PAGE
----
Getting back from Cajas to Cuenca is more challenging than getting there. Ideally, you can hop on any bus heading to Cuenca at the bus stop located at the entry of Lago Torreadora. However, you may find that the busses do not stop for one reason or another. Depending on who you are with and the time of day, you may hitchhike a ride back to Cuenca as well. Hitchhiking is very culturally accepted in Ecuador. Depending on the route you choose you may not end up back at your starting point. Be prepared to be patient for busses or cars to stop if that is the case.
You can drive to Cajas from Cuenca using the main road that takes you between Cuenca and Guayaquil, “La Cuenca Molleturo.” To the most popular tourist areas, it will take you about 1 hour from Cuenca, and 2.5 hours from Guayaquil.
WITH AN ORGANIZED GROUP
If you are looking for a more intense hike, to see more terrain of the park, or to have a knowledgeable guide with you who can explain the biodiversity I highly recommend that you go with an organized tour group. Tour agencies from Cuenca that include transportation, meals, and the guide can charge as much as $50 per person, so it is not ideal for backpackers or travelers on a budget. If you’re willing to get your own transport out there, you can hire a guide for much less.
If you’d like to arrange your trip ahead of time, use the ETAPA Registration website to register your group for a visit to Cajas. Have a question or concern? 2370 127 / 2370 126 or e-mail: email@example.com. Please note that groups of 8 or more are required to hike with a certified guide.
There are also organized social groups that have regular trips to Cajas National Park. Check out Club Sangay for their monthly excursions to Cajas and other hiking sites around Cuenca and Ecuador. Trips range in $5-10 per person and include transportation + expert guides. Forewarning, they are all moderate to advanced hikers – the treks will be long and mildly challenging (Learn more about Club Sangay here). There is another new group Caminando con las Estrellas, which is a group of young Ecuadorians that arrange nighttime hikes to Cajas. Check out their Facebook page to see their schedule. Hikers usually meet in Parque Calderon and carpool to the park.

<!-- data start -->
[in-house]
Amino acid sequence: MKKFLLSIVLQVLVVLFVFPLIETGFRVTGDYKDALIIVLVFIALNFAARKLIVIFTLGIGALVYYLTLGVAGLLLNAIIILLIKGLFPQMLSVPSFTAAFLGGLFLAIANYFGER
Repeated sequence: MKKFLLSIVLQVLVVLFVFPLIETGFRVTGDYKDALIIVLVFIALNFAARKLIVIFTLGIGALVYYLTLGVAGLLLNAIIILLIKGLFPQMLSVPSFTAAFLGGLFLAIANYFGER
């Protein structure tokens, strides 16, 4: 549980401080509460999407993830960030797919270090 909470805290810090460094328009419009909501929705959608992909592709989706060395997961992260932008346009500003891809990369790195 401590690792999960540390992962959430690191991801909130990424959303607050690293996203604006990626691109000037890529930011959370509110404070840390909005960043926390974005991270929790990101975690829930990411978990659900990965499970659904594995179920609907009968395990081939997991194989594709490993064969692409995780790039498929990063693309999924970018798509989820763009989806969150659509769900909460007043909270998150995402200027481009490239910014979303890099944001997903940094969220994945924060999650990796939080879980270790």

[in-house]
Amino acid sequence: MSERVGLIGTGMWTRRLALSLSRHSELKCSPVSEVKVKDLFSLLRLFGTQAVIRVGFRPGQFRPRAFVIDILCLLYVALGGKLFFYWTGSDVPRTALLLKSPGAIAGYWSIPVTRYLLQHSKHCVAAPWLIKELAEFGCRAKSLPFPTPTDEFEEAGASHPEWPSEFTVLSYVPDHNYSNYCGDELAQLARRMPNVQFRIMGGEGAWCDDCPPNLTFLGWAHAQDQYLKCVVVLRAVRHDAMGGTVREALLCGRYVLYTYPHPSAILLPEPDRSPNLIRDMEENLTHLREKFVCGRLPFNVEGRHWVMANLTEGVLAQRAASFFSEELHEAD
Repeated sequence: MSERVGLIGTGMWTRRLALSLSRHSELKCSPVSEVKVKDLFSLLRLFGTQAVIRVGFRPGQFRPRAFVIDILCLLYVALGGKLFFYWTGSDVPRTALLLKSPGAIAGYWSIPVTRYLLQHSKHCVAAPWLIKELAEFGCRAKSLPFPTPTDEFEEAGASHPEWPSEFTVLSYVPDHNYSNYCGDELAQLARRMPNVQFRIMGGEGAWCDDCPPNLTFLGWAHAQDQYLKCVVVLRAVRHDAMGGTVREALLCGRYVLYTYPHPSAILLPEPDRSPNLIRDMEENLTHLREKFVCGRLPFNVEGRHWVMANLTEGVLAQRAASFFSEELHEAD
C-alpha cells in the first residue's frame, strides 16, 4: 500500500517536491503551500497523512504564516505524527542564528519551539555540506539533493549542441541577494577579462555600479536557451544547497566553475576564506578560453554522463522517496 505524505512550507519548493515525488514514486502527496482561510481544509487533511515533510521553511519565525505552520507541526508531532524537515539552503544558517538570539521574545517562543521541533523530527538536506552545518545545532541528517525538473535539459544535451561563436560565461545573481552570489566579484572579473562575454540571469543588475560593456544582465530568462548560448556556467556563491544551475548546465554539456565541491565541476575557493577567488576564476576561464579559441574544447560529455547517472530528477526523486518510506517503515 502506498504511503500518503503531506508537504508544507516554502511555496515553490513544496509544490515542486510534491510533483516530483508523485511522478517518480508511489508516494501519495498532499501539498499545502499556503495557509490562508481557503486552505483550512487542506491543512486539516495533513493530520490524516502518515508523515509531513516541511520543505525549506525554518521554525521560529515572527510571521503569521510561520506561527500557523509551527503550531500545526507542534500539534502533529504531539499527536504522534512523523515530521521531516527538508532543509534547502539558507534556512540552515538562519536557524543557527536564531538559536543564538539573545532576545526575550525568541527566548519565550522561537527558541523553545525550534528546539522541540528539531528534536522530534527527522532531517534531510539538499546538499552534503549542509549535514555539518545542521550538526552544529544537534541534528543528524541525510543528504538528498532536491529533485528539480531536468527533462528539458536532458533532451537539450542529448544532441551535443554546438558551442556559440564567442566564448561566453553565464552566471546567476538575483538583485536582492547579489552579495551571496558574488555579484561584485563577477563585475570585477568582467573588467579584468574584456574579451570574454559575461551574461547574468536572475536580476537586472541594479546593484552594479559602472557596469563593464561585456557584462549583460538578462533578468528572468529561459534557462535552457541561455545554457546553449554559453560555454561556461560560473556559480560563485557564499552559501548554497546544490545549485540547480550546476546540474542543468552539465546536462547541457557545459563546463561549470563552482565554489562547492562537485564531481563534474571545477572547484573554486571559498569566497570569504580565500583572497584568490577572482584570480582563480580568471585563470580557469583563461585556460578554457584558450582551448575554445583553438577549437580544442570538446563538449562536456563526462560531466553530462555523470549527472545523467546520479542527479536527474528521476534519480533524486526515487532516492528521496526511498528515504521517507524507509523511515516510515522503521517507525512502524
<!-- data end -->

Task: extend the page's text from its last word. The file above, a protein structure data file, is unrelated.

WHAT TO BRING
Layers of clothing – be prepared for 40 degrees to 85 degrees Fahrenheit. A tee-shirt, long sleeve, and warm layer such as a fleece or jacket are highly recommended.
Hiking boots (some get away with athletic sneakers, but some of the terrain can be rocky and quite muddy – I highly recommend proper shoes!)
Rain gear – a rain jacket and umbrella
Water and snacks (the visitor center has a restaurant, but if you’re out for a hike be prepared to hydrate and fuel your body!)
Toilet paper and hand sanitizer
Hat, gloves, scarf (yes, some days it is that cold)
TIPS & RECOMMENDATIONS
Go in the morning. Not only is the weather likely to be drier, but the park does have a limited capacity for the number of hikers per day. I have seen people turned away who arrive in the afternoon.
There is absolutely no cell service or 3G once you enter the park.
If you’re interested in rock climbing, buy a copy of the new rock climbing routes book for the Azuay province before you go (available for purchase at the Museo Pumapungo gift shop).
Bring layers and good shoes. Seriously.
Eat the trucha (trout) at one of the restaurants in the park – so fresh – and warm up with a canelazo after your hike!
The altitude is very high, much higher than in Cuenca. Wait at least a couple of days to acclimate to the altitude, and be prepared with food, water, and something sugary before you go.
Have you been to Cajas National Park? Share your experience in the comments!